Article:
It is an object of this disclosure to provide an improved beverage support coaster which contains a light source and a translucent or other appropriate type of cover that permits light to pass through and thus the coaster may be easily noticed in a dark room and is also an attractive member.
It is yet another object of this disclosure to provide a lighted beverage support having a cover and a base member which are interconnected by a suitable tab arrangement wherein the coaster member can be easily lifted without the base cover becoming separated.
Another object of this disclosure is to provide a lighted coaster having a base which contains circuitry which is easily formed and inserted onto upstanding post members located in the base to thereby provide a construction which is inexpensive to manufacture and assemble.
Yet another object of this disclosure is to provide a lighted coaster or beverage support having a cover and a base with side skirts which mesh together and allow light to pass therethrough without exposing the internal electrical apparatus.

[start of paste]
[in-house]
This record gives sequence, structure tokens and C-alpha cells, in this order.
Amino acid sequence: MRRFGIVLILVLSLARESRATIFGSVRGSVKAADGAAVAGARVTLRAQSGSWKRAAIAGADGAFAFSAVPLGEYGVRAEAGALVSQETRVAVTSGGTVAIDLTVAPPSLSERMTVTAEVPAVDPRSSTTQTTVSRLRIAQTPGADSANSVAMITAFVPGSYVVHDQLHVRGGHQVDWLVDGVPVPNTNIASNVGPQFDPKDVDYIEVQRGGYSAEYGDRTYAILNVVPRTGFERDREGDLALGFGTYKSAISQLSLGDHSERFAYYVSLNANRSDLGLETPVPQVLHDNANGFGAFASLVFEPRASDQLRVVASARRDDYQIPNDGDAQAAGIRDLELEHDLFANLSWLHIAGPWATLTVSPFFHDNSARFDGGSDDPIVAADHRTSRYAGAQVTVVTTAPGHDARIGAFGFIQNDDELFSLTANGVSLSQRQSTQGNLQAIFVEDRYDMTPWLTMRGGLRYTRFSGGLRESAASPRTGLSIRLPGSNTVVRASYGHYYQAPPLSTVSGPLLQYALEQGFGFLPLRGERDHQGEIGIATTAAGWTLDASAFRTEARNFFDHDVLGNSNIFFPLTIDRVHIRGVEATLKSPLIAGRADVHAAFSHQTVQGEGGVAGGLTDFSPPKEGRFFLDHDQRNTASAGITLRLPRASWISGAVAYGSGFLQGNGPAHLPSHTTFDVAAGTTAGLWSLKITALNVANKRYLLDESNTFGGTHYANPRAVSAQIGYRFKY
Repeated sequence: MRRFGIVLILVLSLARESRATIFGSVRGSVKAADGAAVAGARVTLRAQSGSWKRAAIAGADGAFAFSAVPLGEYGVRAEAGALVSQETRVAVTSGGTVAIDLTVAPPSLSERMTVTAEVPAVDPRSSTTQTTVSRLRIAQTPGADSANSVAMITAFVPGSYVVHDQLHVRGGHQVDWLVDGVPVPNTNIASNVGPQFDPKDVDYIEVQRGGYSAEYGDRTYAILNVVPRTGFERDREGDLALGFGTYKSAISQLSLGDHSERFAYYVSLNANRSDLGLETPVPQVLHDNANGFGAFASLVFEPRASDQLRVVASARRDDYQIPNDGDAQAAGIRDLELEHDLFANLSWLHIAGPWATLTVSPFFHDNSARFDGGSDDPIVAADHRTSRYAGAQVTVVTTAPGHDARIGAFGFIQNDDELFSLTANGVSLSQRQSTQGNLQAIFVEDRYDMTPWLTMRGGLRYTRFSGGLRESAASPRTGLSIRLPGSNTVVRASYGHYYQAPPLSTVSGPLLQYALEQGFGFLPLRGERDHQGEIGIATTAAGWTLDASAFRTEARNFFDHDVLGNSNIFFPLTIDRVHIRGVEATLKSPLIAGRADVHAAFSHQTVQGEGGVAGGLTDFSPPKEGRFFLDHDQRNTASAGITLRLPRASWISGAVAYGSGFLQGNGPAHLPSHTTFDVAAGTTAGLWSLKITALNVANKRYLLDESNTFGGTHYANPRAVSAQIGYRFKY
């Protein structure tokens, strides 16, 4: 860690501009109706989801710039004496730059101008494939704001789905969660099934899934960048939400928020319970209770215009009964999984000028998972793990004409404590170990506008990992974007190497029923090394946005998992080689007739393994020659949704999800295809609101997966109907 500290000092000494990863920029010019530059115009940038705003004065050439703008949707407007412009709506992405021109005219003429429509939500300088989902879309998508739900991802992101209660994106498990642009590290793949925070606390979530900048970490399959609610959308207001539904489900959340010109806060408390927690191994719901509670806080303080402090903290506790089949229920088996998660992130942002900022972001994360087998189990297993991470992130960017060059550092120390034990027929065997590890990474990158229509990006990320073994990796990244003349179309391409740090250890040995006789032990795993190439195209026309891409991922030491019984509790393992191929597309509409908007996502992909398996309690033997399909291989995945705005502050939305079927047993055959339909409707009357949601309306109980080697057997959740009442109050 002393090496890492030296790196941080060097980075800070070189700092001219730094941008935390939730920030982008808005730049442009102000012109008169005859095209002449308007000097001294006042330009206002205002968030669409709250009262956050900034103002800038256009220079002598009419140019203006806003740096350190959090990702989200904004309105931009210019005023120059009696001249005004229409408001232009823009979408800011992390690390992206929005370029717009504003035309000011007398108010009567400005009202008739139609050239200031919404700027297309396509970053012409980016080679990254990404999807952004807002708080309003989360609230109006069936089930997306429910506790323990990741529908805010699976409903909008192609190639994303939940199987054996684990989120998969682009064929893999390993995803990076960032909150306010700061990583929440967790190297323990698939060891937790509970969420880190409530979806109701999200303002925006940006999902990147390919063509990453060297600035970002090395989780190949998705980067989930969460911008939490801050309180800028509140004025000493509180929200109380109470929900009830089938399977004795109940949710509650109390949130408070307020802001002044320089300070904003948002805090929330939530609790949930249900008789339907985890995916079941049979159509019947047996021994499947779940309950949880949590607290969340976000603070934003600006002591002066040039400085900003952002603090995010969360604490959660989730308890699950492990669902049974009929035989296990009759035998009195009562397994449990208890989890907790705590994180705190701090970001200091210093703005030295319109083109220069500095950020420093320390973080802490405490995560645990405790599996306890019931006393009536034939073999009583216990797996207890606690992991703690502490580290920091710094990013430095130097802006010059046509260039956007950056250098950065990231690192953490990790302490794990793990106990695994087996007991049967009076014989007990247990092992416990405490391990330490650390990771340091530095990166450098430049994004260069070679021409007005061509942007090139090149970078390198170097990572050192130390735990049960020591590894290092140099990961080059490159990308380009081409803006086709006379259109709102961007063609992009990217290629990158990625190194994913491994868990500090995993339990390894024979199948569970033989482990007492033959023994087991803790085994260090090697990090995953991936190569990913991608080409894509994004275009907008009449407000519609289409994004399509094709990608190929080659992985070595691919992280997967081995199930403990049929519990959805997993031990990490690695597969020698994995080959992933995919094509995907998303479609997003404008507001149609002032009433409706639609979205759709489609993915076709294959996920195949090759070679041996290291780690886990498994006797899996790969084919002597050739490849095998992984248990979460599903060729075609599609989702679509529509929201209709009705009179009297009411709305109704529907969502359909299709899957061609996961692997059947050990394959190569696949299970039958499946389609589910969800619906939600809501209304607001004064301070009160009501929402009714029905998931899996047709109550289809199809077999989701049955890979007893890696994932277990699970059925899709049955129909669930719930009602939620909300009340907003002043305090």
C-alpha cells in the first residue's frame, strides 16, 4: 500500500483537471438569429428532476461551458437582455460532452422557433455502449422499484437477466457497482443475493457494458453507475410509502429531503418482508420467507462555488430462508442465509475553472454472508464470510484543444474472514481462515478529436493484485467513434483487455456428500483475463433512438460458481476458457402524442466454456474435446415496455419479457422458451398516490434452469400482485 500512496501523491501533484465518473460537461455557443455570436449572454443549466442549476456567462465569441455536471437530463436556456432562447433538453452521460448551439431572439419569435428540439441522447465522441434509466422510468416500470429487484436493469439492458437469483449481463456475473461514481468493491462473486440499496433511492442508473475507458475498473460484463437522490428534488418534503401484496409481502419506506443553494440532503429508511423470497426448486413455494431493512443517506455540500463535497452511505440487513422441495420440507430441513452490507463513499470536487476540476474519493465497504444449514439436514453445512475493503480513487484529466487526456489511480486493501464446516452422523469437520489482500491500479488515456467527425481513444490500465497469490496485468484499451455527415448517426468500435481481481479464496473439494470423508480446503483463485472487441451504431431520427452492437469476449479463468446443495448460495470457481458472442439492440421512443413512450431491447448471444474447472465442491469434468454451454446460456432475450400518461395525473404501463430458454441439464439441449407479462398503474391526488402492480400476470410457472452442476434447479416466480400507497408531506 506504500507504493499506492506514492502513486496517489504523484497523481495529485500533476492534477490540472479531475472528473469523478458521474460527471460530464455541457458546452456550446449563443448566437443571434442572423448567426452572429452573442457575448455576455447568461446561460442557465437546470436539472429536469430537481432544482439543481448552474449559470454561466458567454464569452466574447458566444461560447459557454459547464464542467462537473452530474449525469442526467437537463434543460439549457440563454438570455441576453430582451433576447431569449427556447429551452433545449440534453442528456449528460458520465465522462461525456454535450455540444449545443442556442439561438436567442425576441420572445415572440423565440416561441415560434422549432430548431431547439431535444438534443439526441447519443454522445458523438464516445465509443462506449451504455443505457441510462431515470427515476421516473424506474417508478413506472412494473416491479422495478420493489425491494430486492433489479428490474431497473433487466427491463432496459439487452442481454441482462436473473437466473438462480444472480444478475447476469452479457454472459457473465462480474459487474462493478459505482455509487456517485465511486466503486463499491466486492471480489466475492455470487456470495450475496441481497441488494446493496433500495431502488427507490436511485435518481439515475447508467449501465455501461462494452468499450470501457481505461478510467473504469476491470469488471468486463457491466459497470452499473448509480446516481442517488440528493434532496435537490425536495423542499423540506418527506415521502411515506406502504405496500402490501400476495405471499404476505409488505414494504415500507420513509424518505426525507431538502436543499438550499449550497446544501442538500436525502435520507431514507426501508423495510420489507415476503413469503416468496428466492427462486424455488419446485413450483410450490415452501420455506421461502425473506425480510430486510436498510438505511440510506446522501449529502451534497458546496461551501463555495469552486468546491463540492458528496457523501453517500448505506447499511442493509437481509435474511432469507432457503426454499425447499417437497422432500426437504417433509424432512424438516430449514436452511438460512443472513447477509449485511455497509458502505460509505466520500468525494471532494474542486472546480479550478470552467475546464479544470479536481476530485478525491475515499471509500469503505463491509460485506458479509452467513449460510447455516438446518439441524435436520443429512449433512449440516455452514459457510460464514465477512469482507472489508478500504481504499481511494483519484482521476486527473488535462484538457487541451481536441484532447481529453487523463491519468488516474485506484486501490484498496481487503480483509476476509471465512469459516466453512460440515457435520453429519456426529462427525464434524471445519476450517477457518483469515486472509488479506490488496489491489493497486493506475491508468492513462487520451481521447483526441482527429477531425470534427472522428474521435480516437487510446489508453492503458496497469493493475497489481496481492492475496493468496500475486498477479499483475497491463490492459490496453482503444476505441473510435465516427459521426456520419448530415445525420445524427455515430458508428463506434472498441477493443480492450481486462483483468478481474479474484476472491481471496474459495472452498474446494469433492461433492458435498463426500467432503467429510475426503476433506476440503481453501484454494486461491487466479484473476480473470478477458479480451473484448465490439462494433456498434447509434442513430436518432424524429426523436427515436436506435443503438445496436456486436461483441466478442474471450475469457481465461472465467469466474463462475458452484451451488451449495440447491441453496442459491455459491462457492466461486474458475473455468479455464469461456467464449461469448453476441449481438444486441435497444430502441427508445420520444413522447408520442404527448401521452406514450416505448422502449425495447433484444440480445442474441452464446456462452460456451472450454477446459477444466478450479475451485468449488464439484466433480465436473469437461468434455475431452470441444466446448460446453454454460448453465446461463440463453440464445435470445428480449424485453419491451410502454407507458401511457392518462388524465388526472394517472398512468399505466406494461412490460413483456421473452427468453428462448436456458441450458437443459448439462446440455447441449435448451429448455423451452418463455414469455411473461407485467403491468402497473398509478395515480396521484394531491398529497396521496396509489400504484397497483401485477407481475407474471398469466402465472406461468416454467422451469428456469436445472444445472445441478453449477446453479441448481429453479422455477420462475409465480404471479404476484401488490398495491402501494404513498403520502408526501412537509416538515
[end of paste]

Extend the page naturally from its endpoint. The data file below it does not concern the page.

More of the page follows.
Another object is to provide a two-piece, lighted coaster having a cover and base interconnected by a locking arrangement which allows limited vertical movement between the two members, yet keeps the cover and base securely connected.
These and other objects of the disclosure will become apparent to those having ordinary skill in the art with reference to the following drawings, description, and claims.
FIG. 1 is a pictorial illustration of the lighted coaster disclosed herein showing a beverage container in phantom located in position;
FIG. 2 is an exploded pictorial illustration of the device shown in FIG. 1;
FIG. 3 is a sectional view taken generally along lines 3--3 of FIG. 1;
FIG. 4 is an enlarged, removed view showing the interconnecting and locking arrangement which joins the cover and base member;
FIG. 5 is a bottom view taken generally along lines 5--5 of FIG. 1;
FIG. 6 is a view taken generally along lines 6--6 of FIG. 2;
FIG. 7 is an exploded, pictorial illustration of the base and associated electrical apparatus;
FIG. 8 is a pictorial illustration of a modified form of the device shown in FIG. 1;
FIG. 9 is an exploded view with the cover and base separated and showing the device illustrated in FIG. 8; and